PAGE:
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How to Prepare Yourself for Medical Travel

Posted by Dr. Santiago Hernandez, May 30, 2015

ID-100148437Do not pack your bags just yet to travel to another country for medical treatment. Before you get on that plane, visit a doctor to find out if you are in the clear to make your trip abroad. Even though being vaccinated for diseases depends largely on the area of the country you are travelling to, caution is advised.

Vaccination:  Why is it Important?

In order to reduce the probability of becoming seriously ill, conduct research on the type of immunizations that you should get to guarantee safe and healthy travels. According to the U.S. Centers for Disease Control and Prevention (CDC), medical travelers should schedule an appointment with their doctor four to six weeks before they depart.

Since it takes time for your body to build up immunity to the vaccines and the time to give particular vaccines needs to be spaced out, it is preferable to see a doctor earlier than later. Even if your plan to travel to another country was in the spur of the moment, you still should not neglect seeing a doctor before you leave.

Routine, required, and recommended are three types of vaccinations you should consult your doctor for.

The List of Vaccines You Should Get

A common misconception regarding routine vaccination is that once you get older, you do not require vaccination. This kind of thought process is wrong, as you never outgrow the need for vaccinations. Each year as an adult, you might need a flu shot or a tetanus booster after every ten years. Here is a list of routine vaccinations:

1) Hepatitis A

2) Hepatitis B

3) Influenza

4) Polio

5) Measles, Mumps, and Rubella

6) Tetanus, Diphtheria, and Pertussis

7)  Pneumococcal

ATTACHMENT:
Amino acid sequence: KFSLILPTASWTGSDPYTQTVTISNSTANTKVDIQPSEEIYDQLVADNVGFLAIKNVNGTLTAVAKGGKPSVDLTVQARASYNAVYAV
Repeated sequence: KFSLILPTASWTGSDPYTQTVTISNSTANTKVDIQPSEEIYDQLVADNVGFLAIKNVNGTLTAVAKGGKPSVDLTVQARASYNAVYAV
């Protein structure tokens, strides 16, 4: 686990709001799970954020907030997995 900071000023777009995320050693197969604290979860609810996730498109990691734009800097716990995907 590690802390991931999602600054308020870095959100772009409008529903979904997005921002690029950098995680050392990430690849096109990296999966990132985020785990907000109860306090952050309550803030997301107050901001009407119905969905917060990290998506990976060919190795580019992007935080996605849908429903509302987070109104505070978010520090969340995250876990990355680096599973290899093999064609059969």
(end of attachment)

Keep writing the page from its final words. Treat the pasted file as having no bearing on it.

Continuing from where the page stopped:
So, if you are planning a trip to any part of South America, Africa, or Asia, make sure you have received all of your routine shots. Apart from updating your routine vaccinations, get the following vaccinations if you are traveling to Mexico specifically:

1) Yellow Fever (a stay of twelve hours at the airport transit of a country with a high risk of yellow fever is required to show a proof of immunization.

2) Hepatitis A shot is highly recommended for travelers visiting Mexico.

3) Typhoid Fever shot also comes highly recommended.

4) Medical travelers extending their stay in Mexico to partake in outdoor activities such as hiking need to get three rabies shots.

International Association for Medical Assistance to Travelers’ World Immunization Chart for 2015 provides medical travelers with an updated list on all the vaccines they need to administer before visiting a foreign country.

Additionally, people with certain medical ailments such as cancer are more susceptible to catch and develop infections. Due to their weakened immune system, they may need to be given live vaccines for tuberculosis, oral polio, oral typhoid, yellow fever, rubella, mumps, and measles.

Medical travel should not put their life at risk by thinking that the possibility of contracting a disease is less. In fact, it may very well be less, but you should not take the chance to test that outcome.

Sources:

http://www.macmillan.org.uk/Cancerinformation/Livingwithandaftercancer/Practicalissues/Travel/Vaccinationsimmunisations.aspx

https://www.iamat.org/elibrary/view/id/1359

http://wwwnc.cdc.gov/travel/page/see-doctor

Image courtesy of Praisaeng at FreeDigitalPhotos.net.

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